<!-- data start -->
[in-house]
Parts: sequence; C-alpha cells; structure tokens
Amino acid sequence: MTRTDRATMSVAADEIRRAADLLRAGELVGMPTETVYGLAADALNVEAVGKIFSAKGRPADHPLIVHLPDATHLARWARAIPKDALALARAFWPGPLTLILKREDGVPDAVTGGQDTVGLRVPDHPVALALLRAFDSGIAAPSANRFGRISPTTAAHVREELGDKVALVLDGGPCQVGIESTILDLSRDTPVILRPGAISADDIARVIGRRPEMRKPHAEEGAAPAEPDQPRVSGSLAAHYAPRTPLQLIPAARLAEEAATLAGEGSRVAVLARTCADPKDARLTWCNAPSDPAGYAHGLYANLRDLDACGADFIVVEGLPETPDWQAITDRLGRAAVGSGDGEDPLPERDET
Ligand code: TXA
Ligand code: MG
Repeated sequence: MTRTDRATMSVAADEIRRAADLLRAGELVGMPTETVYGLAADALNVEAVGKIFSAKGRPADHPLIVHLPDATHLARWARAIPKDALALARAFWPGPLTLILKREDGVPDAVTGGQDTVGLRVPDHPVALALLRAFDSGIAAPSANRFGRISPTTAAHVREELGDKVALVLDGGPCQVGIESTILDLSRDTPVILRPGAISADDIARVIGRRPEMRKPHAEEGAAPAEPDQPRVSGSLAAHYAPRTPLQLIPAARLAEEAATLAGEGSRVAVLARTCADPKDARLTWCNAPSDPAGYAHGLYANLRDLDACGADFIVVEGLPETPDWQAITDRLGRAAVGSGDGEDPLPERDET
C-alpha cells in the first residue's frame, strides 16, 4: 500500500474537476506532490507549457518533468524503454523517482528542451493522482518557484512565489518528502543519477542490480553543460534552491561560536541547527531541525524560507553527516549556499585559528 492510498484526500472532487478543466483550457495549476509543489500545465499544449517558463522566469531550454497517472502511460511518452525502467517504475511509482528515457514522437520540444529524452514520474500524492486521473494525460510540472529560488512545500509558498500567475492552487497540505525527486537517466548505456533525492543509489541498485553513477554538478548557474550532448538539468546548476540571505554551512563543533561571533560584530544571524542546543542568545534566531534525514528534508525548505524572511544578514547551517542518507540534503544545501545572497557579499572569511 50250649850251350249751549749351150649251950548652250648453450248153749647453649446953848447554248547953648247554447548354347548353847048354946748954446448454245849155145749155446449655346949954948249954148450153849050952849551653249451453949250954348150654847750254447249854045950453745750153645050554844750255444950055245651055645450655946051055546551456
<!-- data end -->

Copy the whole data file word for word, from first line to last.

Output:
[in-house]
Parts: sequence; C-alpha cells; structure tokens
Amino acid sequence: MTRTDRATMSVAADEIRRAADLLRAGELVGMPTETVYGLAADALNVEAVGKIFSAKGRPADHPLIVHLPDATHLARWARAIPKDALALARAFWPGPLTLILKREDGVPDAVTGGQDTVGLRVPDHPVALALLRAFDSGIAAPSANRFGRISPTTAAHVREELGDKVALVLDGGPCQVGIESTILDLSRDTPVILRPGAISADDIARVIGRRPEMRKPHAEEGAAPAEPDQPRVSGSLAAHYAPRTPLQLIPAARLAEEAATLAGEGSRVAVLARTCADPKDARLTWCNAPSDPAGYAHGLYANLRDLDACGADFIVVEGLPETPDWQAITDRLGRAAVGSGDGEDPLPERDET
Ligand code: TXA
Ligand code: MG
Repeated sequence: MTRTDRATMSVAADEIRRAADLLRAGELVGMPTETVYGLAADALNVEAVGKIFSAKGRPADHPLIVHLPDATHLARWARAIPKDALALARAFWPGPLTLILKREDGVPDAVTGGQDTVGLRVPDHPVALALLRAFDSGIAAPSANRFGRISPTTAAHVREELGDKVALVLDGGPCQVGIESTILDLSRDTPVILRPGAISADDIARVIGRRPEMRKPHAEEGAAPAEPDQPRVSGSLAAHYAPRTPLQLIPAARLAEEAATLAGEGSRVAVLARTCADPKDARLTWCNAPSDPAGYAHGLYANLRDLDACGADFIVVEGLPETPDWQAITDRLGRAAVGSGDGEDPLPERDET
C-alpha cells in the first residue's frame, strides 16, 4: 500500500474537476506532490507549457518533468524503454523517482528542451493522482518557484512565489518528502543519477542490480553543460534552491561560536541547527531541525524560507553527516549556499585559528 492510498484526500472532487478543466483550457495549476509543489500545465499544449517558463522566469531550454497517472502511460511518452525502467517504475511509482528515457514522437520540444529524452514520474500524492486521473494525460510540472529560488512545500509558498500567475492552487497540505525527486537517466548505456533525492543509489541498485553513477554538478548557474550532448538539468546548476540571505554551512563543533561571533560584530544571524542546543542568545534566531534525514528534508525548505524572511544578514547551517542518507540534503544545501545572497557579499572569511 50250649850251350249751549749351150649251950548652250648453450248153749647453649446953848447554248547953648247554447548354347548353847048354946748954446448454245849155145749155446449655346949954948249954148450153849050952849551653249451453949250954348150654847750254447249854045950453745750153645050554844750255444950055245651055645450655946051055546551456